They run the gamut, from epic film franchises, such as The Lord of the Rings trilogy or the seemingly interminable Star Wars series, to one time mind-bending hallucinations like Adaptation and Metropolis. Of all movie genres, none presents as blank a slate to the filmmaker as the fantasy genre. The best of the lot go further than dressing up a standard good guys vs. bad guys plot with otherworldly characters and settings. They fracture time and space, reference our libraries of mythology and ethics, and take us far outside – or inside – of our hopes, our dreams and nightmares.
Filmed fantasies slyly teach us about ourselves which is likely the reason so many are adapted into philosophical parables we tell our children. They imagine world’s where both affection and fear are immediate and overpowering, and where humor effortlessly shines in some of the most absurd – even the darkest – situations.
It is also the genre that arguably displays true gender parity – we are mesmerized by the the power and influence of female characters like Morgana in the Arthurian legends or Wonder Woman just as much as we are entranced by the antics of Han Solo or Pinocchio.
Fantasy represents the dreams and nightmares that we share to make sense of a difficult and dangerous world. Here are five that imagine the unimaginable:
El laberinto del fauno (Pan’s Labyrinth) – Guillermo del Toro (2007)
That del Toro is the contemporary master of the fantasy genre is unquestionable –he has become the 21st Century version of the brothers Grimm. He also produced and wrote this post Spanish Civil War tale, which is as dark, brutal and, ultimately, as magical as any classic fairy tale that has been retold for centuries. It has all the elements – the young girl and her fantasy world, the evil stepfather, mythical creatures and a set of three tasks. What makes this special is the fullness of the backstory of a world so harsh that it can only be dealt with through phantasmagorical eyes. And what eyes del Toro provides – his vision mixes the horrors of war with the imagination of a child dealing with them. The works of Goya and Picasso’s Guernica trod the same ground with their unflinching imagery of the effects of war, and this modern classic stands shoulder-to-shoulder with them.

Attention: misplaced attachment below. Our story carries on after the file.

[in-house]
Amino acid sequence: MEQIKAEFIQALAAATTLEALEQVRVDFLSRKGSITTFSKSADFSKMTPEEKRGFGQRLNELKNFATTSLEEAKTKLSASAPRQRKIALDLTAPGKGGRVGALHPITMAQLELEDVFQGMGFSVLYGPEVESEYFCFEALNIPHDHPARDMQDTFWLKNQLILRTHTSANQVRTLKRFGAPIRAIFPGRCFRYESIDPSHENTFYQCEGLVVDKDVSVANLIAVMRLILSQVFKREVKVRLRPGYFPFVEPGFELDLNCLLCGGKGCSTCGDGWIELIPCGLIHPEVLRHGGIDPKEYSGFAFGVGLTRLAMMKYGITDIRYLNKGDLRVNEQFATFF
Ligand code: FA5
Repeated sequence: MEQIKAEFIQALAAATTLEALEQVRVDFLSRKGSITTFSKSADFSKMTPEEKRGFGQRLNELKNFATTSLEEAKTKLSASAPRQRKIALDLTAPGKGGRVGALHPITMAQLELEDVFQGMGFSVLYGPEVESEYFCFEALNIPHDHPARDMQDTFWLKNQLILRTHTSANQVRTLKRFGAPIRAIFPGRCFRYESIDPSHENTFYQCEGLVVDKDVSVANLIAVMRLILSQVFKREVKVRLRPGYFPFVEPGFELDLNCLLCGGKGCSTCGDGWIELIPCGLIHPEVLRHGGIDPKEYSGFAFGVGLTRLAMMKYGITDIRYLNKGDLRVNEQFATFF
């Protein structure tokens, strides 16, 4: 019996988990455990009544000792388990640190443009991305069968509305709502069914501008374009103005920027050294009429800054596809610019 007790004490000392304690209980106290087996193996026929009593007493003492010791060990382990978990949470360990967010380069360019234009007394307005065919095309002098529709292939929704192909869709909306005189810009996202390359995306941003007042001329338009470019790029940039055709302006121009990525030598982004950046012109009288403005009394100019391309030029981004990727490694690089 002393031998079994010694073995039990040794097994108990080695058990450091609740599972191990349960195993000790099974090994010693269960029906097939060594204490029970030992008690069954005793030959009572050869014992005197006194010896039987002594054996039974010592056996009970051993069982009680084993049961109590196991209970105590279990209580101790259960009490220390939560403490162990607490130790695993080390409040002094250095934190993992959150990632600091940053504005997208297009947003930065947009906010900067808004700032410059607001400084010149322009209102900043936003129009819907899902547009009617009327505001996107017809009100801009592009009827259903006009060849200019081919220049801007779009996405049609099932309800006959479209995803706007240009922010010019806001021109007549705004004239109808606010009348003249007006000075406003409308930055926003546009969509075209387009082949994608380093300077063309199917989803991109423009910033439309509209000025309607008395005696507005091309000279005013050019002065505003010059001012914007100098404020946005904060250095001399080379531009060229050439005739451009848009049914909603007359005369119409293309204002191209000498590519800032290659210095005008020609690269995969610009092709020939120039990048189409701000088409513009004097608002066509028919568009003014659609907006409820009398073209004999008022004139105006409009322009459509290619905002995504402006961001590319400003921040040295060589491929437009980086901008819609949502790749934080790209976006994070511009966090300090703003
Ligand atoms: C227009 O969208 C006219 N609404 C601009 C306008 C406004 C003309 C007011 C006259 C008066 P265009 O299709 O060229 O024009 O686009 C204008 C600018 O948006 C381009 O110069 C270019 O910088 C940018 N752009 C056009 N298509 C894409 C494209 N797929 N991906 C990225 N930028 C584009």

Being John Malkovich – Spike Jonze (1999)
I wish Jonze made more features, especially when he’s paired with writer Charlie Kaufman. Together they drill into the maze of our psyches, wreaking havoc such as they do with “poor” John Malkovich here. It’s an inner mind adventure that examines, twists, pokes in ways we never see – hell, most of us can’t imagine – where a failed puppeteer discovers a portal into a movie star’s mind. That does not even begin to describe the frolics that ensue in this shock-and-awe script that is one of the most original screenplays ever written. John Cusack is the meddler, ably supported by Catherine Keener and a totally un-glam Cameron Diaz, while a good-natured and self-deprecating Malkovich plays himself as he tries to regain control of his mind. Imaginative fun that surprises at every turn.